I love yoghurt and use it a lot in cooking, or simply eat it straight from the fridge with a big bowl of fresh or stewed fruit. Yoghurt is a staple food in many parts of the world and it’s not hard to understand why-it is just so versatile. My friend Dennis, of Lebanese extraction, makes yoghurt every week with a culture (laban) that he insists his mother brought from Lebanon decades ago. I’m not sure if it’s true, but it makes a good story.
I’m not a big fresh milk fan, in fact I never drink it straight as it just doesn’t agree with me, but with yoghurt I’m fine. This is because the bacteria that sets the milk into yoghurt curds (or ‘clabbers’ it!) converts most of the lactose present in whole milk into lactic acid. That bacteria – Lactobacillus bulgaricus, Lactobacillus acidophilus and Streptococcus thermophilus are also beneficial in maintaining good gut health and are often recommended as a supplement to take after a course of antibiotics (which kills all the bacteria, good and bad).
Yoghurt is easy to make at home. It just needs to be made with fresh milk and those with ‘full cream’ will make a thicker yoghurt – more in the Greek style. It is best made in small quantities as it will ‘set’ better. I always make it when we have made a trip to the dairy.
WHAT YOU WILL NEED:
1 litre full cream fresh milk
1tbs yoghurt ‘starter’ – any good cultured plain yoghurt
NOTE: Don’t be tempted to increase the amount of ‘starter’ as it will make the yoghurt excessively sour
Container with a lid. I use a glass Pyrex bowl that has a lid.
HOW TO MAKE IT:
Heat the milk in a saucepan until it is begins to boil and the froth rises.
Lower the heat and let it simmer for about two minutes – you have to watch it like a hawk!
Turn off the heat and allow it to cool to the point where you can barely dip your finger in and hold it there for the count of ten (42oC/110oF). It’s much easier to invest in a thermometer – they are readily available in cookware shops – it has a probe that goes into the liquid and clips on the side of the saucepan.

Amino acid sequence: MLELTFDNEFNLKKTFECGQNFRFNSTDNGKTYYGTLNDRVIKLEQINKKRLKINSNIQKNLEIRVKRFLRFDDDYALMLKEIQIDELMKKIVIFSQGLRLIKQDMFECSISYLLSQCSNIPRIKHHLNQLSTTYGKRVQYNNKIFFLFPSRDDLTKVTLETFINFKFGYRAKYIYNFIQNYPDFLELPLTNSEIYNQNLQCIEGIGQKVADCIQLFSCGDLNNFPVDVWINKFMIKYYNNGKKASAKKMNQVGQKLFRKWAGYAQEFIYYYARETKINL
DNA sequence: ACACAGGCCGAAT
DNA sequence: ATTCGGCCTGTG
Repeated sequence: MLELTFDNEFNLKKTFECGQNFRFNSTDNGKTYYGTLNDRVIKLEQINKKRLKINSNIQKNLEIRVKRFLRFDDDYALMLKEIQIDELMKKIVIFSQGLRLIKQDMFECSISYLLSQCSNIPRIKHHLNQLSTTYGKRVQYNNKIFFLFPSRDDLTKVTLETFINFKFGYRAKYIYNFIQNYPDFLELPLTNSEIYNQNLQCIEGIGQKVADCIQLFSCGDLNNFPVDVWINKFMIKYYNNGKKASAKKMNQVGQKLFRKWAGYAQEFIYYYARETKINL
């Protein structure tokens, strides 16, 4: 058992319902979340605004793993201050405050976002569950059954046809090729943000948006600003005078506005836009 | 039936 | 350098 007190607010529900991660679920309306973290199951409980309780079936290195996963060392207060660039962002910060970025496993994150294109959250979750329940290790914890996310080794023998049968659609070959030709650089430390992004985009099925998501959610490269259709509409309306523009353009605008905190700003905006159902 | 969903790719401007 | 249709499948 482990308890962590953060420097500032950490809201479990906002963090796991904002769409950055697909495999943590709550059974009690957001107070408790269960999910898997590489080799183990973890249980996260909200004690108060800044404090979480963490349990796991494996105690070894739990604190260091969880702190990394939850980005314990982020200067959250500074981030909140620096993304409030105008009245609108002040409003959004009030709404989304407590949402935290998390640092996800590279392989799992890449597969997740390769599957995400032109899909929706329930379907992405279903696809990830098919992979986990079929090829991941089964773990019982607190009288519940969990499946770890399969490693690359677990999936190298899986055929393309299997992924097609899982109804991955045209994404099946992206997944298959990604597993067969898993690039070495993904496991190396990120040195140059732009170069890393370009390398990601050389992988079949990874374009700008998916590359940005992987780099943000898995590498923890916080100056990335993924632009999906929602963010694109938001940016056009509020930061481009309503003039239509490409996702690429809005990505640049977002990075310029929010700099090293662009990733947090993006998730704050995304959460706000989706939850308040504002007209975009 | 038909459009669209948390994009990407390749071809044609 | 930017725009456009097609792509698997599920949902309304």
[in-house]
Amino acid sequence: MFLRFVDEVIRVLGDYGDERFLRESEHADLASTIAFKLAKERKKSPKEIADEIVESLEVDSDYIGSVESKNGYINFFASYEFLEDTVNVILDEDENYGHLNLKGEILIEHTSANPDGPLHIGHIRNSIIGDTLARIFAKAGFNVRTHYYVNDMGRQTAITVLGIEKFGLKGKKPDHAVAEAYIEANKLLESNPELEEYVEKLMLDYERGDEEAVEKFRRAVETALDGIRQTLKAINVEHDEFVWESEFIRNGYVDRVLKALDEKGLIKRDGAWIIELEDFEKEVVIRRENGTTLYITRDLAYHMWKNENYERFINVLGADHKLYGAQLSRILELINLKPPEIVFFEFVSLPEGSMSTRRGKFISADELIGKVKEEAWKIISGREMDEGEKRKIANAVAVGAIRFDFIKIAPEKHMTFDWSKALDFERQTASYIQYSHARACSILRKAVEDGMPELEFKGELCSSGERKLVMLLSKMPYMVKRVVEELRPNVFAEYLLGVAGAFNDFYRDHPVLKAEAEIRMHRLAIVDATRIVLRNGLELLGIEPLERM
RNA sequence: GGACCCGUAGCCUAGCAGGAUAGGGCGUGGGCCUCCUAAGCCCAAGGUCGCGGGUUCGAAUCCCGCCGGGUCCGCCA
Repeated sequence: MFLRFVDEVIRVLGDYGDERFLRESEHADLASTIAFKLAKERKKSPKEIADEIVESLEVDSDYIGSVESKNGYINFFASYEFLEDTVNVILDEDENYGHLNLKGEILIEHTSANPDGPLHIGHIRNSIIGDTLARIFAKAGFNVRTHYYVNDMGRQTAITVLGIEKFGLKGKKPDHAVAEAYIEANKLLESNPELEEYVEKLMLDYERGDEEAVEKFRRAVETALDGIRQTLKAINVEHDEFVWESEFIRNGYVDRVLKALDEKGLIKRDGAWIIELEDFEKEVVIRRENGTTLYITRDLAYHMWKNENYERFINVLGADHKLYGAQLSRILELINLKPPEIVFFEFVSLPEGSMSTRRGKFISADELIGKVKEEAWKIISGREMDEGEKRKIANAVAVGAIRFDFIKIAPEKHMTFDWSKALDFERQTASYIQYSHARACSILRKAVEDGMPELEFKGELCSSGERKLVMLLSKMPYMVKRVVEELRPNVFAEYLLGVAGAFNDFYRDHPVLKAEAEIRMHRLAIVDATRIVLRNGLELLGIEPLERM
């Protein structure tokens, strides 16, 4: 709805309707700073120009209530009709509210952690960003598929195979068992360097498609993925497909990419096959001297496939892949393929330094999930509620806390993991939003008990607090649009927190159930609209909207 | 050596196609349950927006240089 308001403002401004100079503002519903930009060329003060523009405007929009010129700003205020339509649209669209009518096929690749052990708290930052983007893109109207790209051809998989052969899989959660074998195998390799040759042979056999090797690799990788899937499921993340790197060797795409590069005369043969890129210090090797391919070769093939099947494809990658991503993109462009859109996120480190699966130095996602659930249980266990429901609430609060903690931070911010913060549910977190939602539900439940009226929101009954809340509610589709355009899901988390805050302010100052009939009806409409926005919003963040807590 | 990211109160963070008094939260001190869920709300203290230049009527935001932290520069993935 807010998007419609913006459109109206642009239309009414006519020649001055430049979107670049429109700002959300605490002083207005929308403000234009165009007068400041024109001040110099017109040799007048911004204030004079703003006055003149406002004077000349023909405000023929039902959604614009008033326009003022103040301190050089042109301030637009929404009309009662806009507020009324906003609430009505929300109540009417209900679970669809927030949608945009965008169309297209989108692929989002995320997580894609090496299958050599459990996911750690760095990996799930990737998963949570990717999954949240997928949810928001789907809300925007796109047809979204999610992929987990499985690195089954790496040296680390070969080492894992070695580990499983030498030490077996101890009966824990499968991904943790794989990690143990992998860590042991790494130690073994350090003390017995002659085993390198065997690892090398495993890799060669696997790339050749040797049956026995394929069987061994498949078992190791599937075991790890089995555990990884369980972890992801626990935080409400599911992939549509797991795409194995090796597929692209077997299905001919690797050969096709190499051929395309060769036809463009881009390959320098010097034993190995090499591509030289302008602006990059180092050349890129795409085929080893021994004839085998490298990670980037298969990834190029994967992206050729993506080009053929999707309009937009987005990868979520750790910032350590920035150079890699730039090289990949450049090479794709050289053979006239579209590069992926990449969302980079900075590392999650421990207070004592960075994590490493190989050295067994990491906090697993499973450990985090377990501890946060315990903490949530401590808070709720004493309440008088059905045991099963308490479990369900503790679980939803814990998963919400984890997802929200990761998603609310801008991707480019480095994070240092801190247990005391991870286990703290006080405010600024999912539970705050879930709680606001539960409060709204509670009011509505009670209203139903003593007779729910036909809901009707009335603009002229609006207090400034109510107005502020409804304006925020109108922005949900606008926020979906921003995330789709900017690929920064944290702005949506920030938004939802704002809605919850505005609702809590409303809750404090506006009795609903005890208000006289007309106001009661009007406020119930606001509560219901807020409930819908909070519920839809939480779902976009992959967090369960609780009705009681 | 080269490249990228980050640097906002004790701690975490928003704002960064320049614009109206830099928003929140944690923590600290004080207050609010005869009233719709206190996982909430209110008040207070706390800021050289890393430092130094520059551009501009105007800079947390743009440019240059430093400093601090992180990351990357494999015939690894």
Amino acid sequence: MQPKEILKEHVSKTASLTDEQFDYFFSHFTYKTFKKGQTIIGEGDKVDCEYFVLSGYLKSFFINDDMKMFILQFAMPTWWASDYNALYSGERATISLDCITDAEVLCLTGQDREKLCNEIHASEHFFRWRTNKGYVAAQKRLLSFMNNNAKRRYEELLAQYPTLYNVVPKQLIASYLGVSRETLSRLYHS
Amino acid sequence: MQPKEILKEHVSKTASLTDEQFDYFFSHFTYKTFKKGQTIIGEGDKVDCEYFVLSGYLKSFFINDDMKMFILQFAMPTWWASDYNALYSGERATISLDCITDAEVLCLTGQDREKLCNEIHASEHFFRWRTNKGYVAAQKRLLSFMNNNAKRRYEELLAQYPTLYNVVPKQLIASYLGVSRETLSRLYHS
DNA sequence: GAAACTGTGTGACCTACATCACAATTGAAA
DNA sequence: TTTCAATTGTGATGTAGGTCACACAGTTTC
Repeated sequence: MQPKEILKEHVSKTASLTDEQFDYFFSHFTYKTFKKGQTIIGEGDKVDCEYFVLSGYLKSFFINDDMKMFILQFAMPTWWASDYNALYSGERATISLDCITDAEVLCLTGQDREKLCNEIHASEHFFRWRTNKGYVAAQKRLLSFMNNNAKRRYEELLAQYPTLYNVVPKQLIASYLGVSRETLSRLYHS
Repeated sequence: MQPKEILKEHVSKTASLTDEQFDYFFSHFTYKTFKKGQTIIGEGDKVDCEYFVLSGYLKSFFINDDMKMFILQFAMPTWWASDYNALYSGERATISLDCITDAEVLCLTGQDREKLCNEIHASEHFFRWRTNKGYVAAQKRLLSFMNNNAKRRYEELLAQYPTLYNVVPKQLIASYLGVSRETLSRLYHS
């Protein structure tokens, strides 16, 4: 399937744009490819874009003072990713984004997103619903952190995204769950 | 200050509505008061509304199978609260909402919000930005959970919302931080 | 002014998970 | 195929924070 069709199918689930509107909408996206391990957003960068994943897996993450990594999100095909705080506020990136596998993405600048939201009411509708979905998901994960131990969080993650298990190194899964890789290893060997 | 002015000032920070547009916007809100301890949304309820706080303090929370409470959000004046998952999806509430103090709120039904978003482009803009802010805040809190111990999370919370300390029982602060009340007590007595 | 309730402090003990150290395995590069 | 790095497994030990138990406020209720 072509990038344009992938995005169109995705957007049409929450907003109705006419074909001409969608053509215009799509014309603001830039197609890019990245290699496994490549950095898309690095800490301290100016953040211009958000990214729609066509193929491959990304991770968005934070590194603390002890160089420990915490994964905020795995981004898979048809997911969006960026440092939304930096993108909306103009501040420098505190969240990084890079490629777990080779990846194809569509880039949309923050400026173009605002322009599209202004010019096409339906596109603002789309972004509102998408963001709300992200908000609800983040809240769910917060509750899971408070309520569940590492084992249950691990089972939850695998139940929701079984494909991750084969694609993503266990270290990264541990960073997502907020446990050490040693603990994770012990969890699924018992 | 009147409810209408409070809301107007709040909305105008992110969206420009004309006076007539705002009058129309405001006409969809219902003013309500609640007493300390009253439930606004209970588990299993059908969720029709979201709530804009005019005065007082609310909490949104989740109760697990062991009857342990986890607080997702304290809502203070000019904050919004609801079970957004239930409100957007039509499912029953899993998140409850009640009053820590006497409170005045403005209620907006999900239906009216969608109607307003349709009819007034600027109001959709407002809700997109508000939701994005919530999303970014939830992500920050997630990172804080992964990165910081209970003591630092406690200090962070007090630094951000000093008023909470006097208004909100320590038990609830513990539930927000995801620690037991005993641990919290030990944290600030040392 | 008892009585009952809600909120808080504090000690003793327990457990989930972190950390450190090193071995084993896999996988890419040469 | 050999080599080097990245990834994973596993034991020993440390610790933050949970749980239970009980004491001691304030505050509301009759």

NOTE: If the milk is much cooler or hotter than this the yoghurt is likely to fail.
Beat the milk and activator (your spoonful of yoghurt), a little at a time until it is thoroughly mixed. Pour into a glass or ceramic container that has a lid.
Wrap the container in a towel/small blanket and leave in a warm, draught free place for eight hours/overnight.
It should be like thick custard. Don’t leave longer or it will go sour.
NOTE: My Indian friend Nalini showed me how to make yoghurt by this method about 40 years ago. Her favoured place to leave it to set was in a cupboard on top of her water heater. I put it in an insulated bag (the kind you take on a picnic to keep things cool) and put a tea cosy over it.
NOTE: Save a spoonful from each batch to make the next one. The yoghurt, in the picture above, has been ‘going’ from one I started about a year ago – making a new batch every week with a spoonful from the last one. This is very easy to do – and tastes delicious.
For an easy way to make ricotta with fresh milk – go to this link.
Dear Emma, Yes, full-cream milk from the supermarket is fine. Check that the yoghurt you are using to start your own is free from any sugar, other flavours and thickeners i.e. just plain. If you read the small print on the side it should tell you what cultures have been used to make it i.e. what beneficial bacteria (see above). Happy clabbing! Hope this clarifies things. Di
I want to make my own yoghurt, so can I clarify a couple of things:
– full cream fresh milk ; is milk from the supermarket OK?
– any cultured plain yoghurt; again is all supermarket yoghurt cultured?
Thanks for your help,
The activators in yoghurt are beneficial bacterial, not yeast moulds, so your comment does not apply. Diane
If you have gotten more than two or three mild yeast infection over the past year you might be concerned about it and wonder if you are suffering from recurrent prevent yeast infections.